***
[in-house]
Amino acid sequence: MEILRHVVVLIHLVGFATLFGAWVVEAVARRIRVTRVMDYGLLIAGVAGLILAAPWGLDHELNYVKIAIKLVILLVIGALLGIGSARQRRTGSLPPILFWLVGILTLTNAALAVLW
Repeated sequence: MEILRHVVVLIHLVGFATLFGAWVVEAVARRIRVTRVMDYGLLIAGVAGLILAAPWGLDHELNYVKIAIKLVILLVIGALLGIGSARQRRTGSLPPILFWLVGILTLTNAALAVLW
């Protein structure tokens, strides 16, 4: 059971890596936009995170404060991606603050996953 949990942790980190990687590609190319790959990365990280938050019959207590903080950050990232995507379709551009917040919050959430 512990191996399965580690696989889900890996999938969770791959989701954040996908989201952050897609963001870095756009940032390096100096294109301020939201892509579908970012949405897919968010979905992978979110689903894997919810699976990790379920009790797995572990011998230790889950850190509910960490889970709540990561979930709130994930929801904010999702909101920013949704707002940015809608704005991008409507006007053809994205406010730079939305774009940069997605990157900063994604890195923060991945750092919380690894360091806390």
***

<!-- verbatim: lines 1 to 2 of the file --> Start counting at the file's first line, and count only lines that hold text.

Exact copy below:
[in-house]
Amino acid sequence: MEILRHVVVLIHLVGFATLFGAWVVEAVARRIRVTRVMDYGLLIAGVAGLILAAPWGLDHELNYVKIAIKLVILLVIGALLGIGSARQRRTGSLPPILFWLVGILTLTNAALAVLW